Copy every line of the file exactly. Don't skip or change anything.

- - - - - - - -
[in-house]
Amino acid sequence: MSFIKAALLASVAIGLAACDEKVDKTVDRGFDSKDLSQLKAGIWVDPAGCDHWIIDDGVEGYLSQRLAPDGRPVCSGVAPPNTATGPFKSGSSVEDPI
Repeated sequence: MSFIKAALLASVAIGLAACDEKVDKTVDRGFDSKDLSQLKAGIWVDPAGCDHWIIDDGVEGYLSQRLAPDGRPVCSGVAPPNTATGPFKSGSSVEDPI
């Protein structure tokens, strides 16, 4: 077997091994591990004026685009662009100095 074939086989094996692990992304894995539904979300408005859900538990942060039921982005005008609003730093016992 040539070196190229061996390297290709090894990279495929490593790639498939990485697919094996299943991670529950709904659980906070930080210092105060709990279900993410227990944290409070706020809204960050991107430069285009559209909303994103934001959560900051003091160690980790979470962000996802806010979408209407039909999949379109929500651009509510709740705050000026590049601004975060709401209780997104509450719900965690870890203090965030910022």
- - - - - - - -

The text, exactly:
[in-house]
Amino acid sequence: MSFIKAALLASVAIGLAACDEKVDKTVDRGFDSKDLSQLKAGIWVDPAGCDHWIIDDGVEGYLSQRLAPDGRPVCSGVAPPNTATGPFKSGSSVEDPI
Repeated sequence: MSFIKAALLASVAIGLAACDEKVDKTVDRGFDSKDLSQLKAGIWVDPAGCDHWIIDDGVEGYLSQRLAPDGRPVCSGVAPPNTATGPFKSGSSVEDPI
């Protein structure tokens, strides 16, 4: 077997091994591990004026685009662009100095 074939086989094996692990992304894995539904979300408005859900538990942060039921982005005008609003730093016992 040539070196190229061996390297290709090894990279495929490593790639498939990485697919094996299943991670529950709904659980906070930080210092105060709990279900993410227990944290409070706020809204960050991107430069285009559209909303994103934001959560900051003091160690980790979470962000996802806010979408209407039909999949379109929500651009509510709740705050000026590049601004975060709401209780997104509450719900965690870890203090965030910022």